Data released this week from the U.S. Centers for Disease Control and Prevention show Alzheimer’s death rates have spiked 55 percent from 1999 to 2014.
And, of course, while that news is sad on its surface, it has implications even more far reaching than the obvious.
Caring for a person with Alzheimer’s can obliterate a family. The disease can cause the loved one to go into what essentially is a vegetative state, yet they may live 20 years or even longer that way.
Modern medicine has caused many elderly Americans to live much longer, but many are not necessarily living better.
Because people with Alzheimer’s (and most all types of dementias) require around-the-clock care, families often find themselves bankrupt even before the patient dies.
Not only do the patient’s funds become depleted, but also the caregiver’s in some cases. Families have no choice but to bring the loved one back home or to leave them in a nursing home that accepts Medicaid.
There is no financial assistance for anyone from government programs when someone goes into a long-term care facility for more than about 100 days until they are completely broke.
More People With Alzheimer’s Dying at Home
The CDC data showed that not only did the number of Alzheimer’s deaths skyrocket 55 percent, but also the number of deaths at home leaped from 14 percent to 25 percent.
While caring for a loved one with Alzheimer’s often is the choice most comfortable for families, it really isn’t the most affordable. In cases where there are large families or an extremely large support network, people could take shifts.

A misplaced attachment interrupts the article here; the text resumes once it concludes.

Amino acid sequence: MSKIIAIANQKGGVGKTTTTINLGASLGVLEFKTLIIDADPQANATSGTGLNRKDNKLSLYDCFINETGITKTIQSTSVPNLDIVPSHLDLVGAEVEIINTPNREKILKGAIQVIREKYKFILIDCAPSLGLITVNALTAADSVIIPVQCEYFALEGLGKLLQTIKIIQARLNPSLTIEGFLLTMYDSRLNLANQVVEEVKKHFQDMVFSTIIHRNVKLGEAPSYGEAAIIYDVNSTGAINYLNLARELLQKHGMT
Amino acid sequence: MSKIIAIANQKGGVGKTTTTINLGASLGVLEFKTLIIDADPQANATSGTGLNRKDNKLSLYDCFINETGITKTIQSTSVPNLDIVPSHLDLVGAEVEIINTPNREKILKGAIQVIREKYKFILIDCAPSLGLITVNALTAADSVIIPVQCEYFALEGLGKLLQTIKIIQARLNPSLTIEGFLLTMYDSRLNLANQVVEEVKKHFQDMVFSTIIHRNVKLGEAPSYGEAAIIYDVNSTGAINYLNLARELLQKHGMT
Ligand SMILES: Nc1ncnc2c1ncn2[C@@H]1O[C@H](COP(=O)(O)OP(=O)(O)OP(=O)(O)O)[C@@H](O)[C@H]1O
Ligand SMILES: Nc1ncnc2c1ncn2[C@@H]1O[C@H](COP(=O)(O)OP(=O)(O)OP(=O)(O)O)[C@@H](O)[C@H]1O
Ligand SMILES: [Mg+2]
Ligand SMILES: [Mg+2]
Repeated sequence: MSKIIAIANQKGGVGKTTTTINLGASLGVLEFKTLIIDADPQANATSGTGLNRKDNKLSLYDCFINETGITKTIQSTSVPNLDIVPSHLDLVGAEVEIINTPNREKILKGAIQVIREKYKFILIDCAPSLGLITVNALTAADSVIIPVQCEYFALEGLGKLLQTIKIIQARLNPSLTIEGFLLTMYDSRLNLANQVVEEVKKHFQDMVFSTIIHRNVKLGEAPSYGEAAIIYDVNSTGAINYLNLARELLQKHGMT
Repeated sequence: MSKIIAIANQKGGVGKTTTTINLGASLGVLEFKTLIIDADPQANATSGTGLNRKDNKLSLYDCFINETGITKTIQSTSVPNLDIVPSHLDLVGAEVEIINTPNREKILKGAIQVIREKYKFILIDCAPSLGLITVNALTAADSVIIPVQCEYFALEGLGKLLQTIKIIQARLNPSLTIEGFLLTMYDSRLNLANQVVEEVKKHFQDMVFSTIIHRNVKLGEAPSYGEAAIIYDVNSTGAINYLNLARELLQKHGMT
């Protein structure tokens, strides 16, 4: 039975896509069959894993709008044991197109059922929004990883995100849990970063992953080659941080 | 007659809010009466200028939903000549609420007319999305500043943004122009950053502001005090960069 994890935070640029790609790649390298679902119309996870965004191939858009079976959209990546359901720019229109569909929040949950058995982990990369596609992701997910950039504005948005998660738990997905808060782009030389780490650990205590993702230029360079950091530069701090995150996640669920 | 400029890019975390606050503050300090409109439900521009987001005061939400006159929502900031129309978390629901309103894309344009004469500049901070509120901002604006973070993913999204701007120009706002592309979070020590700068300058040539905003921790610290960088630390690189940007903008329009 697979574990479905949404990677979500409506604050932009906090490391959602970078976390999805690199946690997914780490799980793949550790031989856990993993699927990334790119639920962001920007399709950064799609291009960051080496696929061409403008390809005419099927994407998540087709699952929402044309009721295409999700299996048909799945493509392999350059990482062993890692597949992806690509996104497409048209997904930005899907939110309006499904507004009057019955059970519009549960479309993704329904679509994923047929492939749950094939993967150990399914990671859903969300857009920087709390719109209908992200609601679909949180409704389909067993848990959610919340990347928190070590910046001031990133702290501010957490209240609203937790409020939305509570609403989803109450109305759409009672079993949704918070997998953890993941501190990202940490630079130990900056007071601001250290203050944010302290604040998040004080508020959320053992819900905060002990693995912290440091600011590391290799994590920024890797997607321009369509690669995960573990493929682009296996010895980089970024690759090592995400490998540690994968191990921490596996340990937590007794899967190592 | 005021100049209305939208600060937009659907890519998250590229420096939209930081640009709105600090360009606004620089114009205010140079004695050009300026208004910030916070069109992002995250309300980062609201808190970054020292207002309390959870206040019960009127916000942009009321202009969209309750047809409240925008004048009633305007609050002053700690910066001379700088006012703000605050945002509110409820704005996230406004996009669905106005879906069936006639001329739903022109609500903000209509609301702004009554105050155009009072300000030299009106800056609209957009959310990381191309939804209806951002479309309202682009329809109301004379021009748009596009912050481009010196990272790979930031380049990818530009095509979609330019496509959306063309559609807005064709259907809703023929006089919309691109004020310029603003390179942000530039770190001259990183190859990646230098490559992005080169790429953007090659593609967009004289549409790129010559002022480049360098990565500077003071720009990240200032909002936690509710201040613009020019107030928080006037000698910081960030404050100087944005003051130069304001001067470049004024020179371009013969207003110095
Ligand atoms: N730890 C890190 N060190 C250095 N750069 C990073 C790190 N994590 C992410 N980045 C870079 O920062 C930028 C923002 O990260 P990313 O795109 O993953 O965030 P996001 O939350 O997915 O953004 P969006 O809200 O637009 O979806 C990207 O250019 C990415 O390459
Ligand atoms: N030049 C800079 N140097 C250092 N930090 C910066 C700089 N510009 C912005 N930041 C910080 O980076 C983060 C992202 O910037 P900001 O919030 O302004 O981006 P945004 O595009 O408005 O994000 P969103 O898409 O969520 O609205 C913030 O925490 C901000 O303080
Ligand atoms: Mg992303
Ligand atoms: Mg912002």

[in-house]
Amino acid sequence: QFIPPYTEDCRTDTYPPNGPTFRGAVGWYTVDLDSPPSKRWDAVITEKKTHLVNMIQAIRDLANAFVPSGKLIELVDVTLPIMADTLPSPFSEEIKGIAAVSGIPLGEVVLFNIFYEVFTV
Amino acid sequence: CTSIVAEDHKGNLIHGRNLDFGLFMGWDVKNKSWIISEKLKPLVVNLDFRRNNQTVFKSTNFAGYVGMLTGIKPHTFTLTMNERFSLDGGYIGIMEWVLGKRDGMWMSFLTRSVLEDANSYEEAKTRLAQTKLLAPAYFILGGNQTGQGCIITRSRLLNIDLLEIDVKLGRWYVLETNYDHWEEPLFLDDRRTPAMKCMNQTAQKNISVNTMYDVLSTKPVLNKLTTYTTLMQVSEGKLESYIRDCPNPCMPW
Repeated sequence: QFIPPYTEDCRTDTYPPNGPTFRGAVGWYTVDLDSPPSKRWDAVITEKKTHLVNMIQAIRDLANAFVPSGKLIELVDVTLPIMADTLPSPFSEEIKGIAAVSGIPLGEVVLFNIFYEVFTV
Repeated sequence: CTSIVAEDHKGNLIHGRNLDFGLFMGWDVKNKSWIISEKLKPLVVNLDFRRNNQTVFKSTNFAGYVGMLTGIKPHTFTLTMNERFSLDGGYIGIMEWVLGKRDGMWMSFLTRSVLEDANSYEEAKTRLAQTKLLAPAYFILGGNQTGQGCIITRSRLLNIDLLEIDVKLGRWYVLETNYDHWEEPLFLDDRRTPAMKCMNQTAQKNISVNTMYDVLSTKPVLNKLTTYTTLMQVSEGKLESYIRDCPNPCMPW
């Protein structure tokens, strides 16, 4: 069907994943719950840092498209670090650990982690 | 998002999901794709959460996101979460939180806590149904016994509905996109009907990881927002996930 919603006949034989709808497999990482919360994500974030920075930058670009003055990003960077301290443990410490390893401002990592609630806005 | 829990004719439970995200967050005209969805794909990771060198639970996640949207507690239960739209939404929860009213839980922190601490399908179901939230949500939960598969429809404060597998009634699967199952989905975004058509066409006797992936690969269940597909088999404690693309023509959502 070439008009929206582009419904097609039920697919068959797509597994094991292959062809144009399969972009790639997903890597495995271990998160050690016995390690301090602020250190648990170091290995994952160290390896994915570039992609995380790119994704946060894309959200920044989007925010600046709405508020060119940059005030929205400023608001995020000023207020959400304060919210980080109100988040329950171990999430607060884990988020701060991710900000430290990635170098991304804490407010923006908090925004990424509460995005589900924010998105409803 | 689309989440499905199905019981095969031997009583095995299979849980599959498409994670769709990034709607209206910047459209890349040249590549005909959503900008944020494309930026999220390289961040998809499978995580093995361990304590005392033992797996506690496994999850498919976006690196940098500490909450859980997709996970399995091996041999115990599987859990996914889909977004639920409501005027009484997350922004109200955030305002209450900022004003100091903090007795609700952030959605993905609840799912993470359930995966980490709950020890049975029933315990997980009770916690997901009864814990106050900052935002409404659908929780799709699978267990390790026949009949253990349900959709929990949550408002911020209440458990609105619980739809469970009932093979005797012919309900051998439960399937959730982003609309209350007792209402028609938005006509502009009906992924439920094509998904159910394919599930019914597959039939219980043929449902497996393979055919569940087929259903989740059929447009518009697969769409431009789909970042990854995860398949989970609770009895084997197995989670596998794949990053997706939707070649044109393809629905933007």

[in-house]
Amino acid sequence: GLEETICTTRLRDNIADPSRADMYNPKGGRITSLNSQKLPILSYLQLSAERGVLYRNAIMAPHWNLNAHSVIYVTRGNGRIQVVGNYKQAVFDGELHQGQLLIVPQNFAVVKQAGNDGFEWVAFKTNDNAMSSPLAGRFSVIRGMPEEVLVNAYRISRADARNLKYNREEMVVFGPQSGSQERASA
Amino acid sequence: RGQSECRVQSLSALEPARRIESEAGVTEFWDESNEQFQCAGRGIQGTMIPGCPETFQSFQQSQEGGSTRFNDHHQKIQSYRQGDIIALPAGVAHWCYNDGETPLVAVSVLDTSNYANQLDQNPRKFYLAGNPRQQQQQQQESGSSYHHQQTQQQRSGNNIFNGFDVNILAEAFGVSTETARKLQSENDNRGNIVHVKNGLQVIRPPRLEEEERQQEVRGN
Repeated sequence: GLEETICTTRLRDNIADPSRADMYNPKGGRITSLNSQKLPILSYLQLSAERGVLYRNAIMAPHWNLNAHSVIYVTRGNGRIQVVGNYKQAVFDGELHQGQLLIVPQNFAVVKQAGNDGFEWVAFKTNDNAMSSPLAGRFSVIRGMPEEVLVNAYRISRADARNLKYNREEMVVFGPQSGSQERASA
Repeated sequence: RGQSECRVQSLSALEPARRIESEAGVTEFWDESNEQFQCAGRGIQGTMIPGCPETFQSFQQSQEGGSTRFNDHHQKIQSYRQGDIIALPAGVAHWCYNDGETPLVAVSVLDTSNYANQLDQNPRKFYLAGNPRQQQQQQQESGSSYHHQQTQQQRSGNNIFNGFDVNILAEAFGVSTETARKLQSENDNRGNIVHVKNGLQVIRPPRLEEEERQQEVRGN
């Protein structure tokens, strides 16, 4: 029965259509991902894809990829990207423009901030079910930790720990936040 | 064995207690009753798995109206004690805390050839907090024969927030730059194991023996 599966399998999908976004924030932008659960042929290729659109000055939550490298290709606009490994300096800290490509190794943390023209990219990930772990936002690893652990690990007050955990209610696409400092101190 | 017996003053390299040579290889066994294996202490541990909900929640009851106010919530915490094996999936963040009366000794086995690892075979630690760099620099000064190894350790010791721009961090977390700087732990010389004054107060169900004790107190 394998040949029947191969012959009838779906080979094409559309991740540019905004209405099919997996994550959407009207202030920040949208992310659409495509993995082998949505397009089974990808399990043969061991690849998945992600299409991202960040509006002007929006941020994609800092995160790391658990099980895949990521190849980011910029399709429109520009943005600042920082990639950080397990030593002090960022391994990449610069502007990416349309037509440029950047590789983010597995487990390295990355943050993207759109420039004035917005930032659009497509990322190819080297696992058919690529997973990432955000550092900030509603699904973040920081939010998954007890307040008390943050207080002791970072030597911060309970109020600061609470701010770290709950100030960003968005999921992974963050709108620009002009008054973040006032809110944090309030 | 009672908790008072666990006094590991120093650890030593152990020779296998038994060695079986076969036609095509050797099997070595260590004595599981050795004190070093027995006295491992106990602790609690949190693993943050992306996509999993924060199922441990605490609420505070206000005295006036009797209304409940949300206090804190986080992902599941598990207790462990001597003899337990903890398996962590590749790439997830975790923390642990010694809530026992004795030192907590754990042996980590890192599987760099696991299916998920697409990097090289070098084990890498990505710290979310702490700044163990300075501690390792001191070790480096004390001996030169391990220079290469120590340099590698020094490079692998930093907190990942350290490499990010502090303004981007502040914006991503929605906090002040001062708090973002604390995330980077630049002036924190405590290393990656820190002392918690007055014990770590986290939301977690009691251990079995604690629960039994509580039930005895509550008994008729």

Some Alzheimer’s patients, and especially some people with other rare but debilitating forms of dementia, can become extremely violent. Caring for someone in that condition inside the home requires a tremendous amount of help, and it doesn’t come cheap depending on the level a person needs.
“As Alzheimer’s disease progresses, caregiving becomes very important,” said Christopher Taylor, lead authors and epidemiologist in the division of population health at the CDC. “Supportive interventions can lessen the burden for caregivers and improve the quality of care for people with Alzheimer’s disease.”
Alzheimer’s Just One of Many Devastating Dementias
There are dozens of dementias beyond Alzheimer’s, including frontotemporal degeneration, Lewy’s Bodies, Parkinson’s, Vascular Dementia and many others. There’s even an early-onset version of Alzheimer’s.
Some of these dementias, such as aphasia-variant frontotemporal degeneration, or FTD, can begin affecting patients in their 30s or 40s, and the patient can be deceased within a few years. They lose the ability to speak and understand language rather suddenly after leading previously normally lives, and then they begin a rapid decline to vegetation. The impact of this disease on families and the types of assistance they might need is much different from that of Alzheimer’s disease.